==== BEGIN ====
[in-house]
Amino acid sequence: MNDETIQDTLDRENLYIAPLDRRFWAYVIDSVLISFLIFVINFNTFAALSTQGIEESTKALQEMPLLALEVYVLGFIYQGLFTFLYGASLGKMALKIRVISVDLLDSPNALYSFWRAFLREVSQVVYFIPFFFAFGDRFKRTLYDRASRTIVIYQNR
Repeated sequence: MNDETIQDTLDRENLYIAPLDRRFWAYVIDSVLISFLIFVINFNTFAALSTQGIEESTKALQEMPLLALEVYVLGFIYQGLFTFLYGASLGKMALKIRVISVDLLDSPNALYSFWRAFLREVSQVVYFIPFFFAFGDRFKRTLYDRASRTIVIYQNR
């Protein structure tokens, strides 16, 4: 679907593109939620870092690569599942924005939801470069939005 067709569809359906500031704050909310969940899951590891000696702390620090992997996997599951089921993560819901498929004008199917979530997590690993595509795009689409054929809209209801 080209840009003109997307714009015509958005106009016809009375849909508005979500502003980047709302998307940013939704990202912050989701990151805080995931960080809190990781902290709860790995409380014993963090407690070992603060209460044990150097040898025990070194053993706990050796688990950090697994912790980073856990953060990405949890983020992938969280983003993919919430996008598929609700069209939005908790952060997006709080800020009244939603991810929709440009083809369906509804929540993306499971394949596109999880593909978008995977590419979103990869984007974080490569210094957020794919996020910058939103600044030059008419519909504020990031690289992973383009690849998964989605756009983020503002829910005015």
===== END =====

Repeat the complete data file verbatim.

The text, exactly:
[in-house]
Amino acid sequence: MNDETIQDTLDRENLYIAPLDRRFWAYVIDSVLISFLIFVINFNTFAALSTQGIEESTKALQEMPLLALEVYVLGFIYQGLFTFLYGASLGKMALKIRVISVDLLDSPNALYSFWRAFLREVSQVVYFIPFFFAFGDRFKRTLYDRASRTIVIYQNR
Repeated sequence: MNDETIQDTLDRENLYIAPLDRRFWAYVIDSVLISFLIFVINFNTFAALSTQGIEESTKALQEMPLLALEVYVLGFIYQGLFTFLYGASLGKMALKIRVISVDLLDSPNALYSFWRAFLREVSQVVYFIPFFFAFGDRFKRTLYDRASRTIVIYQNR
């Protein structure tokens, strides 16, 4: 679907593109939620870092690569599942924005939801470069939005 067709569809359906500031704050909310969940899951590891000696702390620090992997996997599951089921993560819901498929004008199917979530997590690993595509795009689409054929809209209801 080209840009003109997307714009015509958005106009016809009375849909508005979500502003980047709302998307940013939704990202912050989701990151805080995931960080809190990781902290709860790995409380014993963090407690070992603060209460044990150097040898025990070194053993706990050796688990950090697994912790980073856990953060990405949890983020992938969280983003993919919430996008598929609700069209939005908790952060997006709080800020009244939603991810929709440009083809369906509804929540993306499971394949596109999880593909978008995977590419979103990869984007974080490569210094957020794919996020910058939103600044030059008419519909504020990031690289992973383009690849998964989605756009983020503002829910005015």